|Part of the City of Rye|
|East Sussex in England|
The Ypres Tower
|Built by||King Henry III|
Rye Castle, also known as Ypres Tower, was built in the 13th or 14th centuries, and is situated in Rye, East Sussex, England. It is a Grade I listed building and has been scheduled as an ancient monument.
The exact date of construction is unclear although the possibility of creating a castle at Rye was mentoned in documents of 1226 and 1249. In 1329 Murage was applied for and works carried out during the 14th century before and after attacks by the French. Rye became one of the cinque ports and was involved in both defence and trade. It was originally called "Baddings Tower".
The castle may have been used as a prison and in 1430 became the property of John de Iprys; which lead to the name Ypres Tower. In the 16th century it was used as a prison and courthouse with a full-time gaoler being appointed in 1796. An exercise yard was added and then a women's prison in 1837. The prison function continued until 1891. It then became the town's morgue.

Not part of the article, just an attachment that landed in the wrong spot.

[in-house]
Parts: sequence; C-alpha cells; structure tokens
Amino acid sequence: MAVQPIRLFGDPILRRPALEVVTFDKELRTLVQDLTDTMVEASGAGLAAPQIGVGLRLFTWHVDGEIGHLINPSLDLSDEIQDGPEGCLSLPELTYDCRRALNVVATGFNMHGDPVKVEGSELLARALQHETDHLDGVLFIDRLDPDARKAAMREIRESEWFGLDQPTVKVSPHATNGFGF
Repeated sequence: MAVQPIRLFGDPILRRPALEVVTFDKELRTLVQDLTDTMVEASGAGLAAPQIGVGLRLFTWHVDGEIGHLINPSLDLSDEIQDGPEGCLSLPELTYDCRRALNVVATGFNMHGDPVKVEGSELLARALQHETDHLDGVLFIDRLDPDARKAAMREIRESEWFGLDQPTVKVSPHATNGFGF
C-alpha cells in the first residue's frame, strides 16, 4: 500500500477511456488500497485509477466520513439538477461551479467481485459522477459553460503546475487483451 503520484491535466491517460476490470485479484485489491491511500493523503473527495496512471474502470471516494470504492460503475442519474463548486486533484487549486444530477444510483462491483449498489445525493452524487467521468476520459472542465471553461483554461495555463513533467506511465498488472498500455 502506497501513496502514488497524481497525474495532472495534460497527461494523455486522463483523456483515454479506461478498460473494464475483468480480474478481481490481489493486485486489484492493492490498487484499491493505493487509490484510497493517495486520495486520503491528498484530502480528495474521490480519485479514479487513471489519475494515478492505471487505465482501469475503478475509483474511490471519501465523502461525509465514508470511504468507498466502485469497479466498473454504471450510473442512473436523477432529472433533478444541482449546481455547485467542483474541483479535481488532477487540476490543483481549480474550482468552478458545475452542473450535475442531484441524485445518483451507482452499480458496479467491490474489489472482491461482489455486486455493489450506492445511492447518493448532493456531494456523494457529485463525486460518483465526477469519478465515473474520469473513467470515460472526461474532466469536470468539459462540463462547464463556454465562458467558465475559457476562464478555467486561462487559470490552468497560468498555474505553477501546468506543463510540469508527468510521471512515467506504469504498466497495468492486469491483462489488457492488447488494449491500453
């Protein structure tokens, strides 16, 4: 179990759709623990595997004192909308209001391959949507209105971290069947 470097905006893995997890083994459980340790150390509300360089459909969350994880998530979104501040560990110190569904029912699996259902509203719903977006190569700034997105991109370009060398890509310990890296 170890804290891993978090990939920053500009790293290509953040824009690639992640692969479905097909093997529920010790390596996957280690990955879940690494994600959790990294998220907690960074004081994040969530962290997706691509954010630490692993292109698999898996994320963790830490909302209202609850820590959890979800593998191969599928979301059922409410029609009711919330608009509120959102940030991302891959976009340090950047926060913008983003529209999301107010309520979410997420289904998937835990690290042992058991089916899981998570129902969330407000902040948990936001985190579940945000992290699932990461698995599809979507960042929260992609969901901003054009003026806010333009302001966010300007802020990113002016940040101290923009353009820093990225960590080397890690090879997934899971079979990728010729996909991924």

Rye Castle Museum
Ypres Tower is one of two sites of Rye Castle Museum and is a grade I listed building. Exhibits in the tower include locally-made medieval pottery, an embroidery depicting many aspects of Rye life and history, medieval artifacts, activities and town maps.
The East Street Site, a former brewer's bottling factory, is the main exhibit area for the Rye Castle Museum. Opened in 1999, the local history exhibits include fire fighting equipment, trade changes caused by the sea's retreat, maritime history and shipbuilding, antique toys and games, photos, town seals, and archaeological artifacts.
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